The theme of this month’s magazine is creativity and innovation; topics often talked of but in reality rarely achieved.
We have quite a variety of approaches and views on the subject which I know will give you food for thought.
Our cover feature Playing with purpose by Nick Mabey on page 25 explores how creatively designed events can produce such fun and engagement that they can make a very tangible connection to important business issues and are often remembered long after the event takes place.
While Mabey believes these creative events need thought and framework, James Flanagan argues: “Innovation involves change. Change involves risk. Risk involves potential failure. Failure frightens and leads to inaction,” In his view to counteract the fear and inaction we need to build greater personal awareness that enables us to become indifferent to the thought of failing – so increasing our creative thought that leads to innovative action that makes impactful organisational change. Read more on page 29.
In true TJ form we also have our ‘how to’ type of material, like Catching the bug on page 51 where Diane Coolican offers her top tips for kick-starting creativity, and turn to page 39 where Dr Ian Stewart provides a model for developing creative teams able to embed lasting change.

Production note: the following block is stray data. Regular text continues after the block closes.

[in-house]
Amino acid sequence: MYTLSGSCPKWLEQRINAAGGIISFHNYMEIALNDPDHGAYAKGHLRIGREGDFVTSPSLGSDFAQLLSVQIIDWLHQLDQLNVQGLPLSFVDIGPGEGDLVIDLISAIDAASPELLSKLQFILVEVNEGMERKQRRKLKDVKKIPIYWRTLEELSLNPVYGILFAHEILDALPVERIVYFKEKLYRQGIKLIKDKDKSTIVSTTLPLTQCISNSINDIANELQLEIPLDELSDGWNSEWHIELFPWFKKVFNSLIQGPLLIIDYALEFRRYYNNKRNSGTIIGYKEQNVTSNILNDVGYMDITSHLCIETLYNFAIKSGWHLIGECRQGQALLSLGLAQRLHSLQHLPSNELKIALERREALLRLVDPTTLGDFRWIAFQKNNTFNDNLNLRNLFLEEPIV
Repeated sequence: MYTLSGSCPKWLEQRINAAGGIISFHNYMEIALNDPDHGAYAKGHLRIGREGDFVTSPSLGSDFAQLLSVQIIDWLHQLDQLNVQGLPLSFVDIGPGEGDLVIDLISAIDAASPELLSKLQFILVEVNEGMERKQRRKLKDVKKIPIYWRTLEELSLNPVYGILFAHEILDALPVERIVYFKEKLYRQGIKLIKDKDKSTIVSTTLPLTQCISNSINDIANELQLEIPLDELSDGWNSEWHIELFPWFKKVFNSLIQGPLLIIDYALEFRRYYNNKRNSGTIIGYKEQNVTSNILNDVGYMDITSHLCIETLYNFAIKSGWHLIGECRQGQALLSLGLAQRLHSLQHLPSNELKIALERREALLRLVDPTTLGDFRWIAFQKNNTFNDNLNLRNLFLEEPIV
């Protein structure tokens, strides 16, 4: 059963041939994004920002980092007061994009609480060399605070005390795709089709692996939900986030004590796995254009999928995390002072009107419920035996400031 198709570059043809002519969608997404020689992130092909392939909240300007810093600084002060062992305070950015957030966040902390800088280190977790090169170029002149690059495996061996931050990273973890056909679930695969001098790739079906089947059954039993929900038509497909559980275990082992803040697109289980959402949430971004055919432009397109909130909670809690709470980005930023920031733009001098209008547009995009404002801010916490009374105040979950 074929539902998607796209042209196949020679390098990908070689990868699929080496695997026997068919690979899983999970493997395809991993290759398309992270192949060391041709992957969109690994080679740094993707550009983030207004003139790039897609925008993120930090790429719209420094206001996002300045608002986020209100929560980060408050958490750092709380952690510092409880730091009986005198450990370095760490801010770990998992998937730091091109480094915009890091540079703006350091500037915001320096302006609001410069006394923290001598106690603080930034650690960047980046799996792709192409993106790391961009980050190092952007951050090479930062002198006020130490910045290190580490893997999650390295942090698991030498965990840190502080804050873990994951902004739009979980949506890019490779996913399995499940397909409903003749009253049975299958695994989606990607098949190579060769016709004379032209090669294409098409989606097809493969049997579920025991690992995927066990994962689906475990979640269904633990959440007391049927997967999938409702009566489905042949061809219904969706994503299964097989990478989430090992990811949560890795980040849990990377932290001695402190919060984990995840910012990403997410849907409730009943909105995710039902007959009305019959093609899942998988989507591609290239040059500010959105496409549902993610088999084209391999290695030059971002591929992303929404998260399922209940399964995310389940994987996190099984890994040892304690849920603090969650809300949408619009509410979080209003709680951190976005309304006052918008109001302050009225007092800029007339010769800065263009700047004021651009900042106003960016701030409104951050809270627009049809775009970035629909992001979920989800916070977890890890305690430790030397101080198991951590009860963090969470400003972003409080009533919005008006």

While not ‘badged’ as creativity and innovation Train to sustain from Maggie Owens on page 34 shows how the FedEx L&D department used a broad range of tactics to embed a culture of sustainability in the business – certainly showing the creative side that is present in all good L&D teams.
As part of my role as co-ordinator and occasional judge of the TJ Awards I see plenty of L&D people’s examples of what they consider to be innovative practice and it is quite a mixed bag. What some see as truly creative and innovative in their organisation is often business as usual for others. If you’re considering entering but aren’t quite there yet, you will be pleased to hear that the deadline has been extended to 5pm on the 11th July as we have had numerous requests for more time. Find out more about the deadlines, judging processes and more awards information on page 18.
Away from the theme, Alisdair Chisholm closes the magazine (page 66) with an account of a recent encounter with the X-Box generation.
Until next month – happy reading!
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